The minimalistic approach of tenkara fishing (a Japanese style of fly fishing without a reel) is an asset when trying to lighten your load for backpacking. Bringing a regular fly reel and rod doesn’t add much extra weight however, so I find that choosing which rod to pack depends more on the conditions I will be fishing. I like my tenkara gear, which weighs 0.5lb, for tiny, overgrown streams, and a 4 or 5 weight fly rod set-up, which weighs 2.5lbs, for trout on rivers and most lakes. At minimum, required angling gear includes your B.C. Freshwater Fishing licence, a rod, a reel, leaders, tippet, flies, and a high quality multi-tool like a Leatherman. I bring one low profile fly box with flies of assorted sizes in a variety of basic patterns: nymphs, stimulators, mayflies, caddisflies, woolly buggers, muddler minnows and some minuscule tenkara flies.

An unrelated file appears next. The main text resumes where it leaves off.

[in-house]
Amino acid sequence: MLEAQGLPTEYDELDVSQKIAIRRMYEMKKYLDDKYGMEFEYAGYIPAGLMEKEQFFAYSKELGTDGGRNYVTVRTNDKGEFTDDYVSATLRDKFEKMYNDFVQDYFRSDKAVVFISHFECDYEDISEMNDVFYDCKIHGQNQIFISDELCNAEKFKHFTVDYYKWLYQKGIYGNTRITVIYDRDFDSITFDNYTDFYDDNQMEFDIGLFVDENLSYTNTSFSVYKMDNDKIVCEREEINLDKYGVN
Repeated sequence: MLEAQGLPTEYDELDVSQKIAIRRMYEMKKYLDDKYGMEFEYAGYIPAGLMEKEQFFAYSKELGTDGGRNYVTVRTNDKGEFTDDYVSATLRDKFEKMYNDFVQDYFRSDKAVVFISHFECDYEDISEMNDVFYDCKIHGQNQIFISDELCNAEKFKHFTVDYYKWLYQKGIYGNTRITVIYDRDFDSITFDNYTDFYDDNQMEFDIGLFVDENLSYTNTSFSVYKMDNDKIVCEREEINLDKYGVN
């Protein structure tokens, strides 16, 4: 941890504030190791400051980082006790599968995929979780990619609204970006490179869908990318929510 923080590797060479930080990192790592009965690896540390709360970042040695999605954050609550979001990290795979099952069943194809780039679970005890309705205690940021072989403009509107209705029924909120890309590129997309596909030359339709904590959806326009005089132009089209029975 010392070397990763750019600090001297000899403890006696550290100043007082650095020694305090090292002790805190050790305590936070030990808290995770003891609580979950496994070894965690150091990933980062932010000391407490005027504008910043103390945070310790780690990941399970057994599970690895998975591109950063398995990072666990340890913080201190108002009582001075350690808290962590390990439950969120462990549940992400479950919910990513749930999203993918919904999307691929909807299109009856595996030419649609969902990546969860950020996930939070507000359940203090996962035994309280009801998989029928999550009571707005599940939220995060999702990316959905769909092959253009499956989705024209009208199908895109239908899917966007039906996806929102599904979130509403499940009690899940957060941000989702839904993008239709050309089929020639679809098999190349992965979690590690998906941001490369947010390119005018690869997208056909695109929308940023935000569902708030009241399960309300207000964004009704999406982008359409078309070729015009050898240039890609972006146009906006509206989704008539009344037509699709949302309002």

Options for shorter distance, hike-in lakes with enthusiastic trout include Grassie, Shields, Crabapple Lakes & Peden Lakes (4-10km) accessed through Sooke Mountain Park; fly fishing only “Anderson Lake” (6.5km); and Helen McKenzie, Kwai & Circlet Lakes on Mount Albert Edward (3-10km). Areas such as Strathcona Provincial Park & the Forbidden Plateau and Cape Scott Provincial Park offer multiple routes with various trail lengths, terrains, water bodies and degrees of difficulty. Streamside routes include Carmanah Walbran Provincial Park (2.8km+); Fisherman River (9.3km); and the fly fishing only Elk River Trail (11km).